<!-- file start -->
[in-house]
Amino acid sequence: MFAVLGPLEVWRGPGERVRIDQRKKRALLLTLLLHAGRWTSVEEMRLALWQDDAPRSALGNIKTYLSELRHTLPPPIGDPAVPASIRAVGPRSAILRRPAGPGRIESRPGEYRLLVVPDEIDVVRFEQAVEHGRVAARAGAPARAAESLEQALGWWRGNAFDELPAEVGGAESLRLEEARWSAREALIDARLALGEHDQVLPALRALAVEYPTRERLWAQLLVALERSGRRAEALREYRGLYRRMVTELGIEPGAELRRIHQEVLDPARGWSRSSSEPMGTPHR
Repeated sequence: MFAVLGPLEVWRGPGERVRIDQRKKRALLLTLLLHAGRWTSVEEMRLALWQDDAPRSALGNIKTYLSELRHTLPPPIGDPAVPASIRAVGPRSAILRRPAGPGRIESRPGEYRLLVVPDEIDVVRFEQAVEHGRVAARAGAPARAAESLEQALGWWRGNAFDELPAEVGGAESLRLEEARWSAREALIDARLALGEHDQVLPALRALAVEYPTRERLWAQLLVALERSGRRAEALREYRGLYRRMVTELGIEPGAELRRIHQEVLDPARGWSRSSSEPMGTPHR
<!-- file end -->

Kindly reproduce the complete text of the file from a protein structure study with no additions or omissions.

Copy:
[in-house]
Amino acid sequence: MFAVLGPLEVWRGPGERVRIDQRKKRALLLTLLLHAGRWTSVEEMRLALWQDDAPRSALGNIKTYLSELRHTLPPPIGDPAVPASIRAVGPRSAILRRPAGPGRIESRPGEYRLLVVPDEIDVVRFEQAVEHGRVAARAGAPARAAESLEQALGWWRGNAFDELPAEVGGAESLRLEEARWSAREALIDARLALGEHDQVLPALRALAVEYPTRERLWAQLLVALERSGRRAEALREYRGLYRRMVTELGIEPGAELRRIHQEVLDPARGWSRSSSEPMGTPHR
Repeated sequence: MFAVLGPLEVWRGPGERVRIDQRKKRALLLTLLLHAGRWTSVEEMRLALWQDDAPRSALGNIKTYLSELRHTLPPPIGDPAVPASIRAVGPRSAILRRPAGPGRIESRPGEYRLLVVPDEIDVVRFEQAVEHGRVAARAGAPARAAESLEQALGWWRGNAFDELPAEVGGAESLRLEEARWSAREALIDARLALGEHDQVLPALRALAVEYPTRERLWAQLLVALERSGRRAEALREYRGLYRRMVTELGIEPGAELRRIHQEVLDPARGWSRSSSEPMGTPHR